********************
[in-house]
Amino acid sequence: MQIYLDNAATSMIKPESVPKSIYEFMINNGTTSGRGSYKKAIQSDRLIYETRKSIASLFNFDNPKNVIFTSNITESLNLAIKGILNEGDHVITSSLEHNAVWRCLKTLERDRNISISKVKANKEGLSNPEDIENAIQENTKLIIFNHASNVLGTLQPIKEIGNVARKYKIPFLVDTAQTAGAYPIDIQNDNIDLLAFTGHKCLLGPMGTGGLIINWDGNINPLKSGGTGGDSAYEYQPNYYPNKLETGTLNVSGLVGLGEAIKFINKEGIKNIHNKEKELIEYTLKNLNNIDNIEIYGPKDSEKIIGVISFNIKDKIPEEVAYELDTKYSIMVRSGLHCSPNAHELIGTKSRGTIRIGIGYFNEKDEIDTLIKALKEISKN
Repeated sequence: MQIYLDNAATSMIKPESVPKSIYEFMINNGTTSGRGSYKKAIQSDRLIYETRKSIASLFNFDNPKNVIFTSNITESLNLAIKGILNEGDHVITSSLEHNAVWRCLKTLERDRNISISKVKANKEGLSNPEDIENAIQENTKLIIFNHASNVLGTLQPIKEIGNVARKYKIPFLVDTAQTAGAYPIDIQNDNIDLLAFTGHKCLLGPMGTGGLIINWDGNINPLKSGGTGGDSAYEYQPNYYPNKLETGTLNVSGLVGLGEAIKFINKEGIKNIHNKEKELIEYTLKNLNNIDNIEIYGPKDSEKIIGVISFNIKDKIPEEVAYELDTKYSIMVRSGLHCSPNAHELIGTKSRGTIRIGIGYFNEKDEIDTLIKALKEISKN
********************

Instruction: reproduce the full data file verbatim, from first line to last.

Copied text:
[in-house]
Amino acid sequence: MQIYLDNAATSMIKPESVPKSIYEFMINNGTTSGRGSYKKAIQSDRLIYETRKSIASLFNFDNPKNVIFTSNITESLNLAIKGILNEGDHVITSSLEHNAVWRCLKTLERDRNISISKVKANKEGLSNPEDIENAIQENTKLIIFNHASNVLGTLQPIKEIGNVARKYKIPFLVDTAQTAGAYPIDIQNDNIDLLAFTGHKCLLGPMGTGGLIINWDGNINPLKSGGTGGDSAYEYQPNYYPNKLETGTLNVSGLVGLGEAIKFINKEGIKNIHNKEKELIEYTLKNLNNIDNIEIYGPKDSEKIIGVISFNIKDKIPEEVAYELDTKYSIMVRSGLHCSPNAHELIGTKSRGTIRIGIGYFNEKDEIDTLIKALKEISKN
Repeated sequence: MQIYLDNAATSMIKPESVPKSIYEFMINNGTTSGRGSYKKAIQSDRLIYETRKSIASLFNFDNPKNVIFTSNITESLNLAIKGILNEGDHVITSSLEHNAVWRCLKTLERDRNISISKVKANKEGLSNPEDIENAIQENTKLIIFNHASNVLGTLQPIKEIGNVARKYKIPFLVDTAQTAGAYPIDIQNDNIDLLAFTGHKCLLGPMGTGGLIINWDGNINPLKSGGTGGDSAYEYQPNYYPNKLETGTLNVSGLVGLGEAIKFINKEGIKNIHNKEKELIEYTLKNLNNIDNIEIYGPKDSEKIIGVISFNIKDKIPEEVAYELDTKYSIMVRSGLHCSPNAHELIGTKSRGTIRIGIGYFNEKDEIDTLIKALKEISKN